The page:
Tribal Colleges Join BYU CIBER in Building International Business Curriculums
Nov 03 2010
For the first time ever, five tribal colleges from Native American reservations across Idaho, Montana and the Dakotas joined BYU and 28 other institutions at the Rocky Mountain CIBER Conference. Co-sponsored by BYU CIBER and dedicated to discussing the best practices in teaching international business, the event was held Sept. 30 and Oct. 1 at Montana State University–Billings. PROVO, Utah – Nov 3, 2010 –
The first half of the two-day conference introduced tribal colleges to CIBER, a program by the U.S. Department of Education that offers four-year grants of more than $1 million to Center for International Business Education and Research schools. Events of the day discussed how the resources within the RMCIBER network may meet the needs of tribal colleges' growing business programs.
For BYU Accounting Professor Erv Black, who was born on an Apache reservation near Snowflake, Ariz., the decision to invite tribal colleges was close to home.
"Tribal colleges are a relatively new phenomenon, developing in the last 15 to 20 years," says Black, a member of the CIBER advisory board. "They've come a long way, and we think our resources with CIBER might help them excel further."
A panel of university outreach coordinators and tribal college representatives discussed the need for basic business curriculum materials on financial literacy, banking fundamentals and small business management.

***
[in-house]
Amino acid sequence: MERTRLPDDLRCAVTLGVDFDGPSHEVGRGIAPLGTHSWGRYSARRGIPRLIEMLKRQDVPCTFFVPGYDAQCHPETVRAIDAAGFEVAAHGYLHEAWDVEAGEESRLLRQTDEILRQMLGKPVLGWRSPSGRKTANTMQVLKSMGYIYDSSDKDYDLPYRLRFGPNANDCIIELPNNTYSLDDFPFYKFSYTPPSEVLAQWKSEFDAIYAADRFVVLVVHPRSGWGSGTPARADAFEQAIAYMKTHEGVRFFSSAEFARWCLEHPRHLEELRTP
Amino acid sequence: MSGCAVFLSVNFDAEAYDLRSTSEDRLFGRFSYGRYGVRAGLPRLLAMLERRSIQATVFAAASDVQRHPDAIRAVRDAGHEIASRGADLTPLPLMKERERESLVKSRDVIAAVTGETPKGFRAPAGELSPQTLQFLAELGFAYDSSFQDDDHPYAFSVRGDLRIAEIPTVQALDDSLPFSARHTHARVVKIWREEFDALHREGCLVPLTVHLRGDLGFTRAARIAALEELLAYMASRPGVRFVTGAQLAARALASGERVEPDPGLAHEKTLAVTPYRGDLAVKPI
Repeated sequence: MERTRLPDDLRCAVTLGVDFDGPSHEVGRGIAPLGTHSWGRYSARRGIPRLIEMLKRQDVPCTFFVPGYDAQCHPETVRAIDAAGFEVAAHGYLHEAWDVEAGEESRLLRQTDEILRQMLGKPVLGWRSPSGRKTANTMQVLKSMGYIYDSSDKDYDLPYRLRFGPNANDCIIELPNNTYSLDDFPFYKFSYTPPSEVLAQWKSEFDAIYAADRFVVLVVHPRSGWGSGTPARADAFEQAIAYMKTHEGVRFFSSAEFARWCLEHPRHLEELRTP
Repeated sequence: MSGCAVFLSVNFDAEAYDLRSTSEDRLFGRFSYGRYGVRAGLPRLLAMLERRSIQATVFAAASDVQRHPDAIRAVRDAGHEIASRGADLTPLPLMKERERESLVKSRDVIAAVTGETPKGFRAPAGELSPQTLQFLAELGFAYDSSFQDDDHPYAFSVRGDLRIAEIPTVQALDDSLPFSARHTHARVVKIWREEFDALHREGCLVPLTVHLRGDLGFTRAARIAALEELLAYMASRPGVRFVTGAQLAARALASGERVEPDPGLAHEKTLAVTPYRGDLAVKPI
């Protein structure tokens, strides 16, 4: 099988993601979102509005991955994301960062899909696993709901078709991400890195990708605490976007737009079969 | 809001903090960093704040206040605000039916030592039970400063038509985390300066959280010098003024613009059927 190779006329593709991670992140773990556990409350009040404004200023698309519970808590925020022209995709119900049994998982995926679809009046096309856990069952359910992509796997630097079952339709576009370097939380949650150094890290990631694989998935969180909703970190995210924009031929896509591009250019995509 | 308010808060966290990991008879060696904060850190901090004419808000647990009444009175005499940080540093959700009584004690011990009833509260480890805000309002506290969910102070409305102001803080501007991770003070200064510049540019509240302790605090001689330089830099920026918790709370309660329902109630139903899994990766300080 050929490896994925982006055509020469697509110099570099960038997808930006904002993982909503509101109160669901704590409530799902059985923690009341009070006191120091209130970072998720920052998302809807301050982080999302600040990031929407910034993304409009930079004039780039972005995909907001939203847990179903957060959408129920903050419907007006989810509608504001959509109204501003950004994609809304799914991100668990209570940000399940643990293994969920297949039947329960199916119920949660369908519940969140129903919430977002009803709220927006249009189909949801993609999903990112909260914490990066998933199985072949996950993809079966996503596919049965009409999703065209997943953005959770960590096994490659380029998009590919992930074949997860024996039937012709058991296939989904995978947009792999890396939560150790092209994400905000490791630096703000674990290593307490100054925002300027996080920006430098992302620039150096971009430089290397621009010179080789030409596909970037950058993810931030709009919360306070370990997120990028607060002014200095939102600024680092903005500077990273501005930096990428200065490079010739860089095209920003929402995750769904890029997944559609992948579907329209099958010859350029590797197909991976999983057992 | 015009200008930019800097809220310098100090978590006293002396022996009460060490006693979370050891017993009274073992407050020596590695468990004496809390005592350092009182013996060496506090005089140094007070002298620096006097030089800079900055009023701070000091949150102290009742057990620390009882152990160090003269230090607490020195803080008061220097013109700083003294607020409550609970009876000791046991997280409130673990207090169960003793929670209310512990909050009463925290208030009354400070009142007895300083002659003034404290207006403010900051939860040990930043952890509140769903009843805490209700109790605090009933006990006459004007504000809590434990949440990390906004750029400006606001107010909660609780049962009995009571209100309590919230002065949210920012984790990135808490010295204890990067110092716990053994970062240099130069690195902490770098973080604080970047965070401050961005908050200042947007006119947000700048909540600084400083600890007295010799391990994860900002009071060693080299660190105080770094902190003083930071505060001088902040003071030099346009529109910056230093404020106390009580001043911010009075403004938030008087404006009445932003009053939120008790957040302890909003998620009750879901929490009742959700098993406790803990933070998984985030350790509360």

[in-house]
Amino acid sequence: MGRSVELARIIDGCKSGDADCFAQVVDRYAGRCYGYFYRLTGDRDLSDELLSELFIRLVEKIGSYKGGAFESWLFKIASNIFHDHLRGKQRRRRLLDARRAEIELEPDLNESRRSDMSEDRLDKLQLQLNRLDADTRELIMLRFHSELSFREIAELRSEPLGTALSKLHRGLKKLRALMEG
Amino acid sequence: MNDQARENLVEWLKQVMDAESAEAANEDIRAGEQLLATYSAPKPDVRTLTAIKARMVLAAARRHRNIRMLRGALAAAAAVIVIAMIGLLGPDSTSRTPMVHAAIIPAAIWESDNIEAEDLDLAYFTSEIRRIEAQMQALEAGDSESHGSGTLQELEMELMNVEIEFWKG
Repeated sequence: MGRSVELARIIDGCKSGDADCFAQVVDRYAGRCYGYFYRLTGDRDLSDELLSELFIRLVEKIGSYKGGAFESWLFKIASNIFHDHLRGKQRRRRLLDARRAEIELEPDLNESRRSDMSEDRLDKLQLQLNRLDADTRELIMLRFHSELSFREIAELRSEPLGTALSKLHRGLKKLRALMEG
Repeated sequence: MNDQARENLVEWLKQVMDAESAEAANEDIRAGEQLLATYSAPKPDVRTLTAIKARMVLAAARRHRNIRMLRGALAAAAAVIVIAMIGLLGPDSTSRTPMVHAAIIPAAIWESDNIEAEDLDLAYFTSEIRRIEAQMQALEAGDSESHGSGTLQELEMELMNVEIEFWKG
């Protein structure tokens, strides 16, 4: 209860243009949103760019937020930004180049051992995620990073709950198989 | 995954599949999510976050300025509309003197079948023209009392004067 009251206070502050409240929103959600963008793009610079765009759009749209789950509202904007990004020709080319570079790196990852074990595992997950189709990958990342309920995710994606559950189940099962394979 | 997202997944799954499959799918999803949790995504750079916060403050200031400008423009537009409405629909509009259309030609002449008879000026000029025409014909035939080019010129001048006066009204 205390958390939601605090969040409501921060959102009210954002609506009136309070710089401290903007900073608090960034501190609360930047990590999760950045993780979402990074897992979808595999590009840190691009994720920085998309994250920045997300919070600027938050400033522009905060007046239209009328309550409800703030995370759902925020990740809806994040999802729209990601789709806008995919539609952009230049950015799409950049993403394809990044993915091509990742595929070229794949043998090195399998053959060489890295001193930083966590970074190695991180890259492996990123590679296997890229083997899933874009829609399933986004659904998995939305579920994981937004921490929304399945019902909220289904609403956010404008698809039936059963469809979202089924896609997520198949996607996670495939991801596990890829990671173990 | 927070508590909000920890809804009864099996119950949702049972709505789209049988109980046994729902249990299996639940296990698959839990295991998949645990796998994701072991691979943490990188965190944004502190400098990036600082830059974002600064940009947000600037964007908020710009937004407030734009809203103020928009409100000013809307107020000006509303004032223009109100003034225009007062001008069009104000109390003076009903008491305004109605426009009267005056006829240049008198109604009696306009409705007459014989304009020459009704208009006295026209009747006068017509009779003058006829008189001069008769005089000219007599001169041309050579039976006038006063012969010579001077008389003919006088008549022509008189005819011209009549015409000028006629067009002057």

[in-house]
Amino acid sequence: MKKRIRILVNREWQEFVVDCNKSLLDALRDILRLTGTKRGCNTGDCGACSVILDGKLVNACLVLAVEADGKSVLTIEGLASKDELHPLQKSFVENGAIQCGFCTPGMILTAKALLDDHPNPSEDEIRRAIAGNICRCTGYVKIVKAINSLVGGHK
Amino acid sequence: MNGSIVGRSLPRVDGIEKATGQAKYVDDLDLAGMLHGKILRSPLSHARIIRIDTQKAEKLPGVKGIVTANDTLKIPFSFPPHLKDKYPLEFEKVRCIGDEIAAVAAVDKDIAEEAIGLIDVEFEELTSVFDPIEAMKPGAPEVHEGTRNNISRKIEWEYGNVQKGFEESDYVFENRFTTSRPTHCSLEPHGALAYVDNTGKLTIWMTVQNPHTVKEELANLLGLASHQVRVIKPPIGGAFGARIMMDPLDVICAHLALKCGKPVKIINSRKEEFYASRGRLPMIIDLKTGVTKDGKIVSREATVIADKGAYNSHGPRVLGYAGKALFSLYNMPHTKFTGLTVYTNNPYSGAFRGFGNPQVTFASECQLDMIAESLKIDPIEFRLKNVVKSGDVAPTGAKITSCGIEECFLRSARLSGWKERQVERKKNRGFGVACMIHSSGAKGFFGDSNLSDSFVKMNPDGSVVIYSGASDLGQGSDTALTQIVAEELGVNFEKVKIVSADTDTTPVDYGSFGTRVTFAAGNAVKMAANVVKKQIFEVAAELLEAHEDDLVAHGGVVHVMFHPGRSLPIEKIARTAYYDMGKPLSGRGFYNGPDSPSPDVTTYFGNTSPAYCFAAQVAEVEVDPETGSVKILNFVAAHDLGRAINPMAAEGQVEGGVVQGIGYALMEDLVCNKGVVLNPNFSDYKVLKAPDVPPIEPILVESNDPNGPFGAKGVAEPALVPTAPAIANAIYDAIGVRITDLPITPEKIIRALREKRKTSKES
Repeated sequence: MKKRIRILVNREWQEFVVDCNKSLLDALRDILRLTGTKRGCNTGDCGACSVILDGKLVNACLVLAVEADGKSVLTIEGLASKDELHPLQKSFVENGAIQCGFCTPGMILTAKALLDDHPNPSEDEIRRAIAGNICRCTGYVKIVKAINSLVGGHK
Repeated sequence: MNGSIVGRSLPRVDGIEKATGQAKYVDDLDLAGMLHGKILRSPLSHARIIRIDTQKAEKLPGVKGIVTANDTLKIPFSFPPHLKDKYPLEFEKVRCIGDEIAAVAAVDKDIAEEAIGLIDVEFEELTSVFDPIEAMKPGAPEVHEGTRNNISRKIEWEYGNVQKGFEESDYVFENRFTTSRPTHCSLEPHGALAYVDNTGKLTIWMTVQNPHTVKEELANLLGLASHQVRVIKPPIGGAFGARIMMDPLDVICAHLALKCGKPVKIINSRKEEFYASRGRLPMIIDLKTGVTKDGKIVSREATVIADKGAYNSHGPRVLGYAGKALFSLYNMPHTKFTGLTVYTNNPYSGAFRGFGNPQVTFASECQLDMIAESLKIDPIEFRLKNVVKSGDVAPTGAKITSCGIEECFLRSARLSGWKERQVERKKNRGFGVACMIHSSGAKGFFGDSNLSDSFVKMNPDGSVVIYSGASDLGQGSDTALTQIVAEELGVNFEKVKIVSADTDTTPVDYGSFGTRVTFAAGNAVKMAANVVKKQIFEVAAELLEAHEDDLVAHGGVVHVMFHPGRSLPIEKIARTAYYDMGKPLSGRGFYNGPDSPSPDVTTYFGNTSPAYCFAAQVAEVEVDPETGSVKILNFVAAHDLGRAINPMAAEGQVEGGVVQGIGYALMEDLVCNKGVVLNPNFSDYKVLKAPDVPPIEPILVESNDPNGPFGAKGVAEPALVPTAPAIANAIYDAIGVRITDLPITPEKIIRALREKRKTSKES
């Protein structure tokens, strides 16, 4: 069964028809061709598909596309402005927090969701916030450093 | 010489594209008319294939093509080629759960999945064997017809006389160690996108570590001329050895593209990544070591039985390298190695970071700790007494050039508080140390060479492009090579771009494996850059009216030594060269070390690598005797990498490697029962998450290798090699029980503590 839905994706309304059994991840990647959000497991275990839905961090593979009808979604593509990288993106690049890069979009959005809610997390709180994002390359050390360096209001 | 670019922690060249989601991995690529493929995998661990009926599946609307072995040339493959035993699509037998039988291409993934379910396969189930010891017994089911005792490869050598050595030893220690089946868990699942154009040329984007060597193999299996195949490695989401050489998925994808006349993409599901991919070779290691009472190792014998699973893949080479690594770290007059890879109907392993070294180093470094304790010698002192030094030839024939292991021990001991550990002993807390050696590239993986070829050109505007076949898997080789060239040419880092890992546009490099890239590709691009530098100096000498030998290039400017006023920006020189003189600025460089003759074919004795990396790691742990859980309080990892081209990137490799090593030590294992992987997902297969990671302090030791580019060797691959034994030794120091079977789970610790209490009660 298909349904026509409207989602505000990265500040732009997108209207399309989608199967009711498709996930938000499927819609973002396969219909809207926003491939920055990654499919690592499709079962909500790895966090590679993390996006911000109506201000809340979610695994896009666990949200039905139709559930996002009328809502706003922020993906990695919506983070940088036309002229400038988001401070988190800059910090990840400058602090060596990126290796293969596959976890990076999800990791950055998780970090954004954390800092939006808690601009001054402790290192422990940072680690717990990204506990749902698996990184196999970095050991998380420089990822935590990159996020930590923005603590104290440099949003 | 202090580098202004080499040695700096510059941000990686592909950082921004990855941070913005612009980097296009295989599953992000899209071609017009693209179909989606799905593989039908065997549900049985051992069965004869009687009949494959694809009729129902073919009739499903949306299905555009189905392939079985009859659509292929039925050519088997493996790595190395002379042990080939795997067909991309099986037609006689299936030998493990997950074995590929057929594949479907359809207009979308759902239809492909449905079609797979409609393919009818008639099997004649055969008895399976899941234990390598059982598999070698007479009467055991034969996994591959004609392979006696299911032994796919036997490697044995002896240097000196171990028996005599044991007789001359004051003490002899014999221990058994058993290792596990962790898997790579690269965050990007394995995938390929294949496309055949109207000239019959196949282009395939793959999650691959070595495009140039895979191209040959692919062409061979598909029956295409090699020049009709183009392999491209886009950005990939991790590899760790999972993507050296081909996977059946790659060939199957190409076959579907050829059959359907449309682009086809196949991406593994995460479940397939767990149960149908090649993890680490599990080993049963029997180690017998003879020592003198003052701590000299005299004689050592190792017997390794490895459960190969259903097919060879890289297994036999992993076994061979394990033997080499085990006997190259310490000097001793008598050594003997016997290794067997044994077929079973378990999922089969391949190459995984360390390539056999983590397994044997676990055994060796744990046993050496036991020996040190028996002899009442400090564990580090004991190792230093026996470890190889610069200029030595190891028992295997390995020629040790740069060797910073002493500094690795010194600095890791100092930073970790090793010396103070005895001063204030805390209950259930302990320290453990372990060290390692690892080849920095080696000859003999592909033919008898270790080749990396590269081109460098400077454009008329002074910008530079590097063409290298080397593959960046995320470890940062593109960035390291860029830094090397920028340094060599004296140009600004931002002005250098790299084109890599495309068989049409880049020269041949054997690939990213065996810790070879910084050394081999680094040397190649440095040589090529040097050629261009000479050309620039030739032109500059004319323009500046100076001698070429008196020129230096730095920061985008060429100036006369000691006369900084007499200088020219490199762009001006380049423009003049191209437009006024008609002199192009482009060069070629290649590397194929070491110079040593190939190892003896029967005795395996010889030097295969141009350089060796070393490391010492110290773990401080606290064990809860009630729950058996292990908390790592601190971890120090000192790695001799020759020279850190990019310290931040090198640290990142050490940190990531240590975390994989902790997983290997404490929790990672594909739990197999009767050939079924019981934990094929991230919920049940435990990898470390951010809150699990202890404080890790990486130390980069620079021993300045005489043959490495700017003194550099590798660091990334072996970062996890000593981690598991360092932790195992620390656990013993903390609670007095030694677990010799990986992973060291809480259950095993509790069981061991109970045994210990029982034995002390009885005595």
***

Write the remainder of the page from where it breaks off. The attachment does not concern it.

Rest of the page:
"Our eyes were opened," Black says. "In many ways, their needs were different than we expected."
The panel discussion was followed by a traditional Native American talking circle, where members sat shoulder-to-shoulder and passed around an eagle feather signifying whose turn it was to freely share their thoughts about the topic at hand.
"In order to work with tribal colleges, or anyone for that matter, you need to first seek to understand their culture before you can do anything for them," says Sherstin Creamer, program coordinator at BYU's Global Management Center. "It was a unique reminder of the importance of listening to and learning from others."
The second half of the conference featured presentations from educators within the network. Kelly Murphrey from Texas A&M University showcased 57 Internet tools he uses to teach international business. The tools foster curiosity about global business in students who don't have frequent opportunities to travel. Another presenter, Mary McNally from MSU–Billings, spoke on the importance of sustainability as a new form of measurement and accountability in international business.
"The purpose of CIBER is to innovate and disseminate," says Lee Radebaugh, director of the GMC. "We are always looking for better ways to teach international business, and this conference allowed creative individuals in the RMCIBER network to share their new and unique methods. Then we try to share that knowledge with other institutions."
Radebaugh, who closed the conference until next year, believes strongly in CIBER's initiatives for education and outreach.
"Everyone lives in a global economy," Radebaugh says. "We prepare students from all colleges and universities to think broadly, to realize that they are part of a larger world."
Contact Sherstin Creamer (801) 422-8034